LAGRANGE, Georgia — Gus Malzahn is not a business man.
If you ask the Auburn coach whenever his coaching career ends to run a large company, he’ll likely turn you down. After all, he opened up recently about the mistakes he made during his third year as Auburn’s coach and made similar comments about his personality.
“I’m a football coach, not a CEO,” Malzahn told ESPN.com. “I probably tried to be too much of a CEO last season. My teams have taken on my personality in the past, and I think we sort of had four or five different personalities last year, all the different coaches’ personalities. That’s on me. That’s my fault. You live and learn, and I learned the hard way last year.”
The comment directly ties to Auburn’s changing of the guard on offense and defense. Five coaches, including two on offense, left the program to take different jobs: defensive coordinator Will Muschamp, secondary coach Travaris Robinson, linebackers coach Lance Thompson, receivers coach Dameyune Craig and offensive line coach J.B. Grimes.
Malzahn tried to clarify his comment further when asked about Wednesday outside a Tiger Trek event.
“There’s a lot of moving parts to be a head coach in our league and at my core I’m a football coach,” Malzahn said. “That’s what I do best and so sometimes you can get distracted with other things and I think the easiest way to answer that is I’m not going to be distracted with the other things when the season gets here. And I’m going to coach football.”
Auburn’s struggles through the season, which ended with a 7-6 record and an identity crisis at quarterback, forced Malzahn to look in the mirror and make changes. He hired several familiar faces and friends in the coaching industry. Herb Hand, a co-coordinator alongside Malzahn at Tulsa in 2007 and 2008, was hired to coach the offensive line. Former Auburn quarterback/receiver Kodi Burns was hired to coach receivers. Off the field, the support staff now includes Austin Tucker, a player who performed in Malzahn’s hurry-up, no-huddle system at Shiloh Christian (Springdale, Ark.) and new analyst Rob Coleman was on Malzahn’s first coaching staff at Hughes (Ark.) High School in the early 1990s.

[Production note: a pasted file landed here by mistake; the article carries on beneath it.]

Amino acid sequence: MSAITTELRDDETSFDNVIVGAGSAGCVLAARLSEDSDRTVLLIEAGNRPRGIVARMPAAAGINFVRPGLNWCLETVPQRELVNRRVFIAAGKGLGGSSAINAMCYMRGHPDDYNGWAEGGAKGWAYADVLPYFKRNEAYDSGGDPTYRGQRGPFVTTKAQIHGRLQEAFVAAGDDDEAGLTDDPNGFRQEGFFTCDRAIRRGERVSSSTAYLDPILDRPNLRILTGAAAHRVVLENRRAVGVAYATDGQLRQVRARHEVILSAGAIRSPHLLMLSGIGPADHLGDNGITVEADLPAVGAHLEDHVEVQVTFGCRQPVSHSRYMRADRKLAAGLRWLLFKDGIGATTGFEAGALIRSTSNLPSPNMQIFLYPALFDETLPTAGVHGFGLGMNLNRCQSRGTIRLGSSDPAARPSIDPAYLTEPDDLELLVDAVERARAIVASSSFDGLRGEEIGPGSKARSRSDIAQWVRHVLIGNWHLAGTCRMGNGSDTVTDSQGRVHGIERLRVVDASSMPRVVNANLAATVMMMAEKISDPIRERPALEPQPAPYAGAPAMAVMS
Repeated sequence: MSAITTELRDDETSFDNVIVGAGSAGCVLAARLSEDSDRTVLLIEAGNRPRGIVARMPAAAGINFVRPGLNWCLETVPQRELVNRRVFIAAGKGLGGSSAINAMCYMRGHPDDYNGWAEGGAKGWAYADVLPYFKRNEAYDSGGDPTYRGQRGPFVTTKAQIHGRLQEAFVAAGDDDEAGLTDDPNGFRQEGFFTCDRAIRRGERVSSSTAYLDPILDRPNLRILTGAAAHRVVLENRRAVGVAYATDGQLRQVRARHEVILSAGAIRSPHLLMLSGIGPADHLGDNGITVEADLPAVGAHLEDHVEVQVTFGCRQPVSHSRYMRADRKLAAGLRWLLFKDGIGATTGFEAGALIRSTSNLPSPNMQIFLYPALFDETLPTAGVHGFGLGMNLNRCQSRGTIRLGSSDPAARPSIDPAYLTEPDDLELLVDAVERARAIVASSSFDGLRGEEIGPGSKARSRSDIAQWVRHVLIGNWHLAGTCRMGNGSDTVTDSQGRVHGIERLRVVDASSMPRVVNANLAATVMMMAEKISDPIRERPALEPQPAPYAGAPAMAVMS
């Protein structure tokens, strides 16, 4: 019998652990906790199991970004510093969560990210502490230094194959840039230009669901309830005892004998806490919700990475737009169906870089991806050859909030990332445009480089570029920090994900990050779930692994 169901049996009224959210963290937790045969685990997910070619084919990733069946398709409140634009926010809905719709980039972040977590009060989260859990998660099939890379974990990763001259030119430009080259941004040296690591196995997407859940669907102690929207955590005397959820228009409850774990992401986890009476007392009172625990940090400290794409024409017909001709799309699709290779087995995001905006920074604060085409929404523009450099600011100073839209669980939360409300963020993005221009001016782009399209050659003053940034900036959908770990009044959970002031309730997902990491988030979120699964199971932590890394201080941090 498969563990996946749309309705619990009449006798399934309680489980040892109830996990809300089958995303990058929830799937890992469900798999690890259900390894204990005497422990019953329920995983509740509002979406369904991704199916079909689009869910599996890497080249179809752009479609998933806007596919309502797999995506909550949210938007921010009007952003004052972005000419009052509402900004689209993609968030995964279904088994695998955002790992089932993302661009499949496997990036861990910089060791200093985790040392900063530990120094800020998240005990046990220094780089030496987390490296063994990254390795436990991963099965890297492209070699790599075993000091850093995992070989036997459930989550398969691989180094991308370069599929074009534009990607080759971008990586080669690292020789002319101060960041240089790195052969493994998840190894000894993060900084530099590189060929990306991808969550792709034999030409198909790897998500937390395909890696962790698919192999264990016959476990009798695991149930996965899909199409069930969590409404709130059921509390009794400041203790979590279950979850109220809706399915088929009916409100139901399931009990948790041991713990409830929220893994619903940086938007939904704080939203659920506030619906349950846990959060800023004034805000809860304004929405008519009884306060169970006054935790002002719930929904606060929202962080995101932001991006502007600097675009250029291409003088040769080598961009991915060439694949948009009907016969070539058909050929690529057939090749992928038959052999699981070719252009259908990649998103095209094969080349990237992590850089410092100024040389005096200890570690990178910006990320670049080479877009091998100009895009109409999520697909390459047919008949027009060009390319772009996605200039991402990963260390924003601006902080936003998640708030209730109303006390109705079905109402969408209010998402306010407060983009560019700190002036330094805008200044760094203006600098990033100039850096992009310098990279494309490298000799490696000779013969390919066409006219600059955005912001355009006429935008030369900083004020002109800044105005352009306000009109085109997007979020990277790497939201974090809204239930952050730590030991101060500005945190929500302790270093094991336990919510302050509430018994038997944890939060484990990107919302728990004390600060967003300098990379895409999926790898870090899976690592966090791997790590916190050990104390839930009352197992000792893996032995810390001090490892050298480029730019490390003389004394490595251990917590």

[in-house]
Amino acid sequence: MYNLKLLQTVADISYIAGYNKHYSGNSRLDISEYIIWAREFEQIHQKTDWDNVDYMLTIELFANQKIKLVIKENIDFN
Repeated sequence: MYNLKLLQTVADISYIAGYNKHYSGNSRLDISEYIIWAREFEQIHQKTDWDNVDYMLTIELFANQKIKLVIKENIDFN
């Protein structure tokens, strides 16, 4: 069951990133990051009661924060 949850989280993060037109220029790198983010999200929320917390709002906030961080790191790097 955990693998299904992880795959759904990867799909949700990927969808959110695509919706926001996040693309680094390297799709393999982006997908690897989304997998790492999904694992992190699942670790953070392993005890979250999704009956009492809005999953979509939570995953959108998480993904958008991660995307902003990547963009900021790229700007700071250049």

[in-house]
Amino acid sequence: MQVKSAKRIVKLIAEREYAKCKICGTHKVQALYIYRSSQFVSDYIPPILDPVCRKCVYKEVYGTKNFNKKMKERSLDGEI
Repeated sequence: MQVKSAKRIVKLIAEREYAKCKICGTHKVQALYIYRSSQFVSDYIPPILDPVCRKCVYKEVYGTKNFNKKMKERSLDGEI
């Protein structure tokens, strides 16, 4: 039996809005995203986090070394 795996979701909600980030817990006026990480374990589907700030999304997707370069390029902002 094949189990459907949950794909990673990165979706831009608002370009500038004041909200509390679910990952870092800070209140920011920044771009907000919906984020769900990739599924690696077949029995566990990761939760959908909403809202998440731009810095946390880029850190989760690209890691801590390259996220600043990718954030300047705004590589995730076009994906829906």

Familiarity, it appears, will breed a singular personality for the team rather than the “four or five” personalities last season.
But how will Malzahn shield himself from the distractions? He does run the entire football program and things happen all the time away from the football field (four players were arrested Saturday, after all).
“Well, I think we’re going to run it and we’re going to run it very well,” he said. “I think as a coach at a big place, you learn and obviously that was a learning experience. Obviously, last year wasn’t up to our standards and you evaluate things as a head coach and you try to not make the mistakes twice and we’re not going to do that and I’m not going to do that. We’re going to be better next year.”
Malzahn was visibly much more active on the football field this spring. He spent one-on-one time with quarterback John Franklin III at every open viewing session of practice made available to the media, and even coached the offensive line a time or two.
Auburn has lost nine of its last 11 SEC games, failed to win a conference game at home last season and nearly lost to FCS foe Jacksonville State when the Tigers were ranked No. 6 in the country. Auburn’s offense dropped from one of the top in the SEC to 10th at 370 yards per game. Two years after becoming the first SEC team in history to lead the country in rushing, the Tigers had problems scoring and consistently moving the football.
“He’s not any different than anybody else I’ve worked for in terms of, we let him know what we’re doing, but he’s, for all practical purposes, and I think he would tell you this, he’s heavily involved with the offense,” first-year Auburn defensive coordinator Kevin Steele said. “He knows what we’re doing.”
Running backs coach Tim Horton said he hasn’t seen much of a difference from Malzahn since the end of the 2015 season.
“Coach has always been very involved, and he should be, he’s a great offensive coach, a great offensive play caller,” Horton said. “That’s probably more applicable to the fall than maybe the spring, but he’s obviously a great offensive coach and I think those changes you’ll see more in the fall than you will in the spring.”
Asked specifically what he will do differently from the 2015 season, Malzahn said: “Just really the main thing is be a football coach and do what I’m good at.”
And what is Malzahn good at?
“I’d like to think coaching football,” he said.